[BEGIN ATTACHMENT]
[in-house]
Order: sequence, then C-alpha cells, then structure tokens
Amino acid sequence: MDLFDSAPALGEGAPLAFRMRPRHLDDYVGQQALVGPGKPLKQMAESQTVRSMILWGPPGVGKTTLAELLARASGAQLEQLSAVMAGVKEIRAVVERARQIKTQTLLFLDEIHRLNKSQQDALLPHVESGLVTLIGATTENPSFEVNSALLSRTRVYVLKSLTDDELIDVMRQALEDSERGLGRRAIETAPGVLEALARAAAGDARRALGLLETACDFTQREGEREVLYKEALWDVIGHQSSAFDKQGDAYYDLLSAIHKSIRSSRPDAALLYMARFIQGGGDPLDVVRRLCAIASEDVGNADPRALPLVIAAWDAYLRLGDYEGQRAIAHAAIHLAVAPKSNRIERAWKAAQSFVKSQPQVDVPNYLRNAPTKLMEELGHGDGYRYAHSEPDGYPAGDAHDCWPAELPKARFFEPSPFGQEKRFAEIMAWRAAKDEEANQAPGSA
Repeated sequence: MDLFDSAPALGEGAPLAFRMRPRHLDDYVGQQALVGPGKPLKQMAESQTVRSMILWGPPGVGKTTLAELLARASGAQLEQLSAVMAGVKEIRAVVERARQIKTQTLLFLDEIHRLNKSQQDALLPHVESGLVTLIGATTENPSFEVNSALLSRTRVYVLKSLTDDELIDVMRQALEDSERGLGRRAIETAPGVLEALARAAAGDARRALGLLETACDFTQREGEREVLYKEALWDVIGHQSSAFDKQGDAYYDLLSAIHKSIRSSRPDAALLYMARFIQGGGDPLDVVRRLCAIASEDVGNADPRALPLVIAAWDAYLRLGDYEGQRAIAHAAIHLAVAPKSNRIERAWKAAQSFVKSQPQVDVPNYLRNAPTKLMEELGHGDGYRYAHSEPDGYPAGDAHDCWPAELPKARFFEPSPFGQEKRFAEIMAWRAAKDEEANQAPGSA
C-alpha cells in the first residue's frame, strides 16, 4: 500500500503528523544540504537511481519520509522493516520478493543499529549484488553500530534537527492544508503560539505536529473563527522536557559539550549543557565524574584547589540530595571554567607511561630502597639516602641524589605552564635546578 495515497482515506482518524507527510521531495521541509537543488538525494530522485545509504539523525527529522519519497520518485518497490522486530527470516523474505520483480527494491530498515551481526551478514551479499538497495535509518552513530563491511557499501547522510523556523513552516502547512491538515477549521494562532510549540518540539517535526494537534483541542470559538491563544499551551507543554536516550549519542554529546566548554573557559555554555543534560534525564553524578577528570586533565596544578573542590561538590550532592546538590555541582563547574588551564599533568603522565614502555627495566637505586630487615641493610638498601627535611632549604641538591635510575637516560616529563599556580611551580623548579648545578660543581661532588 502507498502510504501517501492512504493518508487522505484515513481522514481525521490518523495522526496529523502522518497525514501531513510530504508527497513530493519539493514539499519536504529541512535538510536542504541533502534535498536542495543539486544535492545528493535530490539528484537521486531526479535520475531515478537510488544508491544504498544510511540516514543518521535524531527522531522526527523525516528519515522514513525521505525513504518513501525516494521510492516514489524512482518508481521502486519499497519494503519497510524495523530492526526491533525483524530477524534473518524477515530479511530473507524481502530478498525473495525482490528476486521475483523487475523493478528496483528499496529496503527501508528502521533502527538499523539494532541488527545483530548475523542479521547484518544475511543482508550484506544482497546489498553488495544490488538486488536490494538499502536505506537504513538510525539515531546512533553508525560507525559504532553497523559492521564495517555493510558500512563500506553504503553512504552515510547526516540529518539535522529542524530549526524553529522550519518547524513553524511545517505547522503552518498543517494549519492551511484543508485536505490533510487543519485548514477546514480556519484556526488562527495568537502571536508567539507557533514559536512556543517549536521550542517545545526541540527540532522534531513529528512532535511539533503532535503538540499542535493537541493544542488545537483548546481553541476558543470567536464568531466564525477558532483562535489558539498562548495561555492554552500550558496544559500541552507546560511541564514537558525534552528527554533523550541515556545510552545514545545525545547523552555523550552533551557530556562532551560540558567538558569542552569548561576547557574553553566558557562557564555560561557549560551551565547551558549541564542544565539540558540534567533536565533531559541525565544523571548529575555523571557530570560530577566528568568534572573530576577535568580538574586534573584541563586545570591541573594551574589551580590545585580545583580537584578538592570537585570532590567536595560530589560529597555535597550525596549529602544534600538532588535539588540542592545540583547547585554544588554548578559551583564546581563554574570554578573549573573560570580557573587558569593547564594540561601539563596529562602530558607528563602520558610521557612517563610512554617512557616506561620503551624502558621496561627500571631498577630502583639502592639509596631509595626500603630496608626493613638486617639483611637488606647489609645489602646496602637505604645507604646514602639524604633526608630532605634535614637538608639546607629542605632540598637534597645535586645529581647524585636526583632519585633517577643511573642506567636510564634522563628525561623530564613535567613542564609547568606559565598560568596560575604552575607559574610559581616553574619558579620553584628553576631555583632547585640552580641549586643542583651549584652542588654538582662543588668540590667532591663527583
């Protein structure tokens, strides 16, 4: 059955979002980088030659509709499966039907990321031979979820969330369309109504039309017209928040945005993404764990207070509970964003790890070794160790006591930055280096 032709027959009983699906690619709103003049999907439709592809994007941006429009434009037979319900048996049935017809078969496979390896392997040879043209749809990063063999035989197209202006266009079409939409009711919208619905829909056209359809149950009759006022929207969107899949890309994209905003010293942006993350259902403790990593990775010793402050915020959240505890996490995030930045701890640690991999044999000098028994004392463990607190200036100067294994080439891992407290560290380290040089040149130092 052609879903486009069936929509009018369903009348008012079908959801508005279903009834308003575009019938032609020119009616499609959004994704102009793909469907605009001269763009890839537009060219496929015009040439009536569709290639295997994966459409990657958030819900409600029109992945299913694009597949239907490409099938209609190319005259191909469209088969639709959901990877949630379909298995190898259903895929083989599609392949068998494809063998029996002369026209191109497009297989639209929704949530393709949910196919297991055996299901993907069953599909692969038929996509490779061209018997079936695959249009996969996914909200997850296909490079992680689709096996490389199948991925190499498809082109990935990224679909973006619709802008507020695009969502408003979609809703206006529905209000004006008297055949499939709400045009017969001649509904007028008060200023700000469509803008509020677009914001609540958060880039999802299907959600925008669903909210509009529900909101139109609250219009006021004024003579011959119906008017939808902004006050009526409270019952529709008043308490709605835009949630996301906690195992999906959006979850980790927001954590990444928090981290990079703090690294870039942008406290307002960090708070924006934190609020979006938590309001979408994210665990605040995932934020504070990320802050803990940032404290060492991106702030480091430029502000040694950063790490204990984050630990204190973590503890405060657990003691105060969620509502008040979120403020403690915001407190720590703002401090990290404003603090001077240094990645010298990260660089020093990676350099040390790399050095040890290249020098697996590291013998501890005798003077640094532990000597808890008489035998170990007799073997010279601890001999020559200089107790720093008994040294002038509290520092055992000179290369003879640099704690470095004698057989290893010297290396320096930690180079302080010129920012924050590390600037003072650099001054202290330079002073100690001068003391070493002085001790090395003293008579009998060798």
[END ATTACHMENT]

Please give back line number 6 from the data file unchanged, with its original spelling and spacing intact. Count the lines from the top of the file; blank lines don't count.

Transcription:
């Protein structure tokens, strides 16, 4: 059955979002980088030659509709499966039907990321031979979820969330369309109504039309017209928040945005993404764990207070509970964003790890070794160790006591930055280096 032709027959009983699906690619709103003049999907439709592809994007941006429009434009037979319900048996049935017809078969496979390896392997040879043209749809990063063999035989197209202006266009079409939409009711919208619905829909056209359809149950009759006022929207969107899949890309994209905003010293942006993350259902403790990593990775010793402050915020959240505890996490995030930045701890640690991999044999000098028994004392463990607190200036100067294994080439891992407290560290380290040089040149130092 052609879903486009069936929509009018369903009348008012079908959801508005279903009834308003575009019938032609020119009616499609959004994704102009793909469907605009001269763009890839537009060219496929015009040439009536569709290639295997994966459409990657958030819900409600029109992945299913694009597949239907490409099938209609190319005259191909469209088969639709959901990877949630379909298995190898259903895929083989599609392949068998494809063998029996002369026209191109497009297989639209929704949530393709949910196919297991055996299901993907069953599909692969038929996509490779061209018997079936695959249009996969996914909200997850296909490079992680689709096996490389199948991925190499498809082109990935990224679909973006619709802008507020695009969502408003979609809703206006529905209000004006008297055949499939709400045009017969001649509904007028008060200023700000469509803008509020677009914001609540958060880039999802299907959600925008669903909210509009529900909101139109609250219009006021004024003579011959119906008017939808902004006050009526409270019952529709008043308490709605835009949630996301906690195992999906959006979850980790927001954590990444928090981290990079703090690294870039942008406290307002960090708070924006934190609020979006938590309001979408994210665990605040995932934020504070990320802050803990940032404290060492991106702030480091430029502000040694950063790490204990984050630990204190973590503890405060657990003691105060969620509502008040979120403020403690915001407190720590703002401090990290404003603090001077240094990645010298990260660089020093990676350099040390790399050095040890290249020098697996590291013998501890005798003077640094532990000597808890008489035998170990007799073997010279601890001999020559200089107790720093008994040294002038509290520092055992000179290369003879640099704690470095004698057989290893010297290396320096930690180079302080010129920012924050590390600037003072650099001054202290330079002073100690001068003391070493002085001790090395003293008579009998060798």